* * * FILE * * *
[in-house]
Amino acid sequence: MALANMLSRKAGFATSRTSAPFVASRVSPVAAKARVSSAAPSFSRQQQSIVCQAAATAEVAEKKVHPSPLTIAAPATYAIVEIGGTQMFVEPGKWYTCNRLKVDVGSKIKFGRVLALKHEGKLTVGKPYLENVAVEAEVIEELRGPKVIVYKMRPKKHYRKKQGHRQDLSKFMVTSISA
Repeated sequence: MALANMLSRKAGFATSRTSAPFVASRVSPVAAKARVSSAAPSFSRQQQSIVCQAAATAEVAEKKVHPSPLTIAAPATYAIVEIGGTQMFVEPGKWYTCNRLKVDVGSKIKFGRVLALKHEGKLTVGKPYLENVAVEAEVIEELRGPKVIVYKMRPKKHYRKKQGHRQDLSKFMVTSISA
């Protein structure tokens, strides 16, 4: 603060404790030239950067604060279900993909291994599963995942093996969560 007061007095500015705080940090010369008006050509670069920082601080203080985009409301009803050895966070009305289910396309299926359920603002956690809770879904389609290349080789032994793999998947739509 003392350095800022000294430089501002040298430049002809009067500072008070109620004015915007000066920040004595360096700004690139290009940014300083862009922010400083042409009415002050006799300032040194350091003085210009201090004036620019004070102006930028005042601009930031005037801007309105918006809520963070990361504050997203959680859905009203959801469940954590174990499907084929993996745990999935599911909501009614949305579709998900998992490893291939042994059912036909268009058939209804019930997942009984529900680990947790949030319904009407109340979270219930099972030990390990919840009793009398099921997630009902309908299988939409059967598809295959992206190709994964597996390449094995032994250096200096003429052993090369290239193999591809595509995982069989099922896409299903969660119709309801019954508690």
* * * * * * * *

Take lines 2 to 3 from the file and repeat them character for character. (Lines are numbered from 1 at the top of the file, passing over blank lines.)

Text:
Amino acid sequence: MALANMLSRKAGFATSRTSAPFVASRVSPVAAKARVSSAAPSFSRQQQSIVCQAAATAEVAEKKVHPSPLTIAAPATYAIVEIGGTQMFVEPGKWYTCNRLKVDVGSKIKFGRVLALKHEGKLTVGKPYLENVAVEAEVIEELRGPKVIVYKMRPKKHYRKKQGHRQDLSKFMVTSISA
Repeated sequence: MALANMLSRKAGFATSRTSAPFVASRVSPVAAKARVSSAAPSFSRQQQSIVCQAAATAEVAEKKVHPSPLTIAAPATYAIVEIGGTQMFVEPGKWYTCNRLKVDVGSKIKFGRVLALKHEGKLTVGKPYLENVAVEAEVIEELRGPKVIVYKMRPKKHYRKKQGHRQDLSKFMVTSISA